NEW DETAILS: Sheriff Answers Questions About Inmate's Death - KWES NewsWest 9 / Midland, Odessa, Big Spring, TX: newswest9.com |

NEW DETAILS: Sheriff Answers Questions About Inmate's Death

ECTOR COUNTY, TX (KWES) -

Officials released new details Thursday about the death of a 27-year-old Ector County Detention Center inmate.

Ector County Sheriff Mark Donaldson said authorities were aware Tommy "TJ" Garza Jr. had special medical needs before he was found unresponsive Tuesday night in his jail cell.

He began responding after medics arrived, Donaldson told NewsWest 9, but reportedly began vomiting and became unresponsive again while waiting for an ambulance.

"[Paramedics] started CPR on him... and once the ambulance arrived, [their EMS team] took over," the sheriff said. "[They] took him to [Medical Center Hospital in Odessa] and he died at the hospital."

Authorities were unable to discuss Garza's medical records in detail, due to HIPAA laws, but confirmed jail medics had been called to check on him at least twice in three days before he was found unresponsive Tuesday night.

Donaldson said he did not know if Garza had called for medical attention on his own, or if "other inmates may have noticed" he was unwell and notified Detention Center officers. He declined to answer questions about the condition or symptoms Garza was treated for.

The father of three was arrested November 8 on outstanding warrants out of Scurry County, officials said.

Garza's family told NewsWest 9 they believe his medical needs were neglected during his three-day stint behind bars.

"He called me three days in a row and said [jailers] denied him medical attention and denied his meds," his father, Tommy Rodriguez, said. "This was indeed a wrongful death."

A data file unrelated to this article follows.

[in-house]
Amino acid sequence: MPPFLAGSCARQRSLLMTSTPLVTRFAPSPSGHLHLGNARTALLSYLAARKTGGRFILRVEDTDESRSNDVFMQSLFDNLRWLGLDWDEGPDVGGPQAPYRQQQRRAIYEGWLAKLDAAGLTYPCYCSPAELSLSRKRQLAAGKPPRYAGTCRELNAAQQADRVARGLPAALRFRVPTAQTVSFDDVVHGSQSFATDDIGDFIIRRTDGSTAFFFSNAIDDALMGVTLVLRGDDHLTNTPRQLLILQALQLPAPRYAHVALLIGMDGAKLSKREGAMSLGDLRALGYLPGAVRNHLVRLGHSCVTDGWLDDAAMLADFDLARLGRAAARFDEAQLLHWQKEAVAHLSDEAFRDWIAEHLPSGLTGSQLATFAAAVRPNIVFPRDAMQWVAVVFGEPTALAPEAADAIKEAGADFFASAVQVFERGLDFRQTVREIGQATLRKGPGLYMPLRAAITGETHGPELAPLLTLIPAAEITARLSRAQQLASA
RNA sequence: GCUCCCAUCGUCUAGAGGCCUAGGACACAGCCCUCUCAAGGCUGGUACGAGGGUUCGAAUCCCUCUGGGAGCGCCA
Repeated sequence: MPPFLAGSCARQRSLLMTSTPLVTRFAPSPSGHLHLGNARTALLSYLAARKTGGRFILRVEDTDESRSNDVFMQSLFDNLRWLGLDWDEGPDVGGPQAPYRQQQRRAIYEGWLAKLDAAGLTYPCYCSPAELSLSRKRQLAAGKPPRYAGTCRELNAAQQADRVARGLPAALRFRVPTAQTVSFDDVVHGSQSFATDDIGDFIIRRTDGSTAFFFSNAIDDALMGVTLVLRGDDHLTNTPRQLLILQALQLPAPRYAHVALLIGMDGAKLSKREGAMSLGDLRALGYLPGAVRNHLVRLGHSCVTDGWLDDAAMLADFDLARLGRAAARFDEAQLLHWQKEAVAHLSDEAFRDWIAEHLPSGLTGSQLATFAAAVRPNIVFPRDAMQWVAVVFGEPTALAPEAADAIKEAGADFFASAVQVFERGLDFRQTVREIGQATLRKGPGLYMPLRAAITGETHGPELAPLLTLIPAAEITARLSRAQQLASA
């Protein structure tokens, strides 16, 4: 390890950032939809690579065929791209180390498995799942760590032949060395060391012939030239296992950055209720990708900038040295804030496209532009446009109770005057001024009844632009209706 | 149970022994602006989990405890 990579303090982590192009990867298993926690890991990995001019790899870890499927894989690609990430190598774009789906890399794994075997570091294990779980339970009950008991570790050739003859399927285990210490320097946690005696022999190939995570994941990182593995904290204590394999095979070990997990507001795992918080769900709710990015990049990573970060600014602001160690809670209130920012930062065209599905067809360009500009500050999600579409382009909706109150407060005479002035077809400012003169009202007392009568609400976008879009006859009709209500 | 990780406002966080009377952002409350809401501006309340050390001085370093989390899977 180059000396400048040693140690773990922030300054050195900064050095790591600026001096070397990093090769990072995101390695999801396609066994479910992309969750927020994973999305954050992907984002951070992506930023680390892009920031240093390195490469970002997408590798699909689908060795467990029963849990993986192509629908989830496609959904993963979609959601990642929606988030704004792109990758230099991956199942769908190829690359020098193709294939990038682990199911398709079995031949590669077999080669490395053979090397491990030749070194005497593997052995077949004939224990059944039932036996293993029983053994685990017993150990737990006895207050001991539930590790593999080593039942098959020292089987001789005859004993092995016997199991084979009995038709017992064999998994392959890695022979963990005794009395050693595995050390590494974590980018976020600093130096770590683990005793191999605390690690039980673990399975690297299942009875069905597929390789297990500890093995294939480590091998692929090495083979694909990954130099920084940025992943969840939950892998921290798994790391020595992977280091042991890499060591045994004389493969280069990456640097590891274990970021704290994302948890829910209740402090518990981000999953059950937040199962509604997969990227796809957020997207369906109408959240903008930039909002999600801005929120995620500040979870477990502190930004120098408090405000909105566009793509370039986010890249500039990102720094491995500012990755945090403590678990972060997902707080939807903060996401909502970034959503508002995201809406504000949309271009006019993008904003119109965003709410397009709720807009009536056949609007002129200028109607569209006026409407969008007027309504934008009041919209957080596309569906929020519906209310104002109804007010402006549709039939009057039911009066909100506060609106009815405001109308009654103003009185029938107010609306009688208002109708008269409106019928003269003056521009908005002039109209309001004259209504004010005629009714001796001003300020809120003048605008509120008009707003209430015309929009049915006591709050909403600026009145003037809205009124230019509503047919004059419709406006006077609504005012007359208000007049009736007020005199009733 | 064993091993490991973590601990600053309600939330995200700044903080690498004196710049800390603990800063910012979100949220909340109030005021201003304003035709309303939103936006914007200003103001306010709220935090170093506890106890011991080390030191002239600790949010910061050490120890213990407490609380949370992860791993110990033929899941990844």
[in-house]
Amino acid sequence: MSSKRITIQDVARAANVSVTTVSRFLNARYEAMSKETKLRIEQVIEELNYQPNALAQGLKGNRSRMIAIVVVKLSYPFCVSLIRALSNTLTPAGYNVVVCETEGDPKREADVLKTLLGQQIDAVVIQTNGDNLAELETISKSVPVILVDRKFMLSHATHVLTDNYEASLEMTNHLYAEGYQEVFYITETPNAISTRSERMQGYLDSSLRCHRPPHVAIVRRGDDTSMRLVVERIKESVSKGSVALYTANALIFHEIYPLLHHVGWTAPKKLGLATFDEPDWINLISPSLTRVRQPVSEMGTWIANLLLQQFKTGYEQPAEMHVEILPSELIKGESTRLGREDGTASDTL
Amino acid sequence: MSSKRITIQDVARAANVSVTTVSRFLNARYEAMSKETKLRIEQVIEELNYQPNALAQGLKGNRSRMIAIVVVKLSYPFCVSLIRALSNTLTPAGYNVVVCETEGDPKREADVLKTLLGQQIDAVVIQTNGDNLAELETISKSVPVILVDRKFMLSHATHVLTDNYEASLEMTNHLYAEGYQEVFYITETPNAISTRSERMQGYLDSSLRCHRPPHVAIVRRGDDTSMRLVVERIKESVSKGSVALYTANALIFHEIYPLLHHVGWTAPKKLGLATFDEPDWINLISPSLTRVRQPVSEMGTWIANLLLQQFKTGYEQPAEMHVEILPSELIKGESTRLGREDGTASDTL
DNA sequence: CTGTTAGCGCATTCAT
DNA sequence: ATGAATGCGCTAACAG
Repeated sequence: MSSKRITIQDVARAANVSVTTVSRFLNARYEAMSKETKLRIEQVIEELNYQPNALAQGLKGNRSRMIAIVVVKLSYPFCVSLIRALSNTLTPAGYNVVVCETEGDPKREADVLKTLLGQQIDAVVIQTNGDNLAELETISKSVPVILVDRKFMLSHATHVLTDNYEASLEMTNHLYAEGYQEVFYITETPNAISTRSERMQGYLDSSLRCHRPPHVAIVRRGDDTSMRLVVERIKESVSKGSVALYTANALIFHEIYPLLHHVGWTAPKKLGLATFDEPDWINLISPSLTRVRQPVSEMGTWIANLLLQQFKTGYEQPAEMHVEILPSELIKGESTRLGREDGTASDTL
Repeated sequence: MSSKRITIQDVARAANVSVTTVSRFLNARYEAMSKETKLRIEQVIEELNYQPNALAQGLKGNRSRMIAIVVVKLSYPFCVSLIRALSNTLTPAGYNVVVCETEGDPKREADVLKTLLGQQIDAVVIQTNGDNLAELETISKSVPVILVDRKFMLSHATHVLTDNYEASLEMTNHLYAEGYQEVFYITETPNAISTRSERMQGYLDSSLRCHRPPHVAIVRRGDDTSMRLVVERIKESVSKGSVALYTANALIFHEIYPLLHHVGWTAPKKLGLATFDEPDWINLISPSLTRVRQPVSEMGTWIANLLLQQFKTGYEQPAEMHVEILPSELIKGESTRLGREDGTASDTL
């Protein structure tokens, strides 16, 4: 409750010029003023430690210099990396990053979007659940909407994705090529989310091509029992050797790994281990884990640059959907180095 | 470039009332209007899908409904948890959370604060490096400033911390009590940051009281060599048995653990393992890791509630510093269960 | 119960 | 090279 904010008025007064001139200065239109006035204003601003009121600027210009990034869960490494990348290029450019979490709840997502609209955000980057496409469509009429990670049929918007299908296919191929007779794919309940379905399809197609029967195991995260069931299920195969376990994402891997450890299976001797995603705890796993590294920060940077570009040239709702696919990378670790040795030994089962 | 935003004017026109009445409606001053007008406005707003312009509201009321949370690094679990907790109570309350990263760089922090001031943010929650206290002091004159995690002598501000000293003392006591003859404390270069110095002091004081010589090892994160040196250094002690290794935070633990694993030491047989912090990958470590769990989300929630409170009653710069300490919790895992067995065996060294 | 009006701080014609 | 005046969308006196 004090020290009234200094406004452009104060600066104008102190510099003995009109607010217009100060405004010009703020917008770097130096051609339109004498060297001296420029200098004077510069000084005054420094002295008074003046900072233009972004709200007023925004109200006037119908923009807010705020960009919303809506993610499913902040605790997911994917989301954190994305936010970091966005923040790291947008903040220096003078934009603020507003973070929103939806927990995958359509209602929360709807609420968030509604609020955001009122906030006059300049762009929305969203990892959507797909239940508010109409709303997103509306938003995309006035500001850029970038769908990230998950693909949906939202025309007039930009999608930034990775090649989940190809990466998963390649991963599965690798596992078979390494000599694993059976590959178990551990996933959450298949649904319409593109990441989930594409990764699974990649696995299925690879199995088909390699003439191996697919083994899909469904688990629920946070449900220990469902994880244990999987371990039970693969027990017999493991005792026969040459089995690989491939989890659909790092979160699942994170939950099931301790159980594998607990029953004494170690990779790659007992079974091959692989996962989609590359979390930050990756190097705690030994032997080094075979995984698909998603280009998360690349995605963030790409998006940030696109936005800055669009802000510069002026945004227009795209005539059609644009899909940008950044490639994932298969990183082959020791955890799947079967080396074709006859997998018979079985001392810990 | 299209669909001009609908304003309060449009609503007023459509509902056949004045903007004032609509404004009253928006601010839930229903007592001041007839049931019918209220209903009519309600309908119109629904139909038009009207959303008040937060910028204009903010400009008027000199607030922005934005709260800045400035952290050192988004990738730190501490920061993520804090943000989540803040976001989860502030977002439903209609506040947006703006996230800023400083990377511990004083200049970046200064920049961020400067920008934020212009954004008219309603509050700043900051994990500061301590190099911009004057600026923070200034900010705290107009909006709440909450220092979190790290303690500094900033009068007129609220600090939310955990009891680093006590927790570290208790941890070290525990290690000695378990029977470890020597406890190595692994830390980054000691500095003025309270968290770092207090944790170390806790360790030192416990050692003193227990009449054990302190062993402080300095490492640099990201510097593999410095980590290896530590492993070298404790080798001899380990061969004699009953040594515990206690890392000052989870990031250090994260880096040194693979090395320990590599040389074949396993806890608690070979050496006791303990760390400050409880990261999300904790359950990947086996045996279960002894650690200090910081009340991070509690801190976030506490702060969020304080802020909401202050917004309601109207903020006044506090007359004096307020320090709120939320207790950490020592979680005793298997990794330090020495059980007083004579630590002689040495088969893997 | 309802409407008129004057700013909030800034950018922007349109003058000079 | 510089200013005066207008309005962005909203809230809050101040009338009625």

He added he has retained an attorney and plans to take legal action.

According to Garza's stepmother, Kari Bliss, he had respiratory issues following exposure to hydrogen sulfide gas within the past year.

"[He] was under medical care and had an oxygen tank," she explained. "He told them he couldn't breathe and needed his oxygen... They let him lay there and die."

However, Donaldson revealed Thursday to NewsWest 9 that Garza had not arrived at the jail with an oxygen tank or submitted documentation verifying he required one.

"I can't talk about medications... but I will say he did not come into jail with an oxygen tank," he said. "If he had come in with one and he needed it... he would have had it... We've other other inmates with oxygen tanks before."

Donaldson added he is "upset... any time there's a death in any jail," and urged "everybody passing judgment" to wait until more information emerges in autopsy results and toxicology reports.

Texas Rangers are leading the ongoing investigation into Garza's death.

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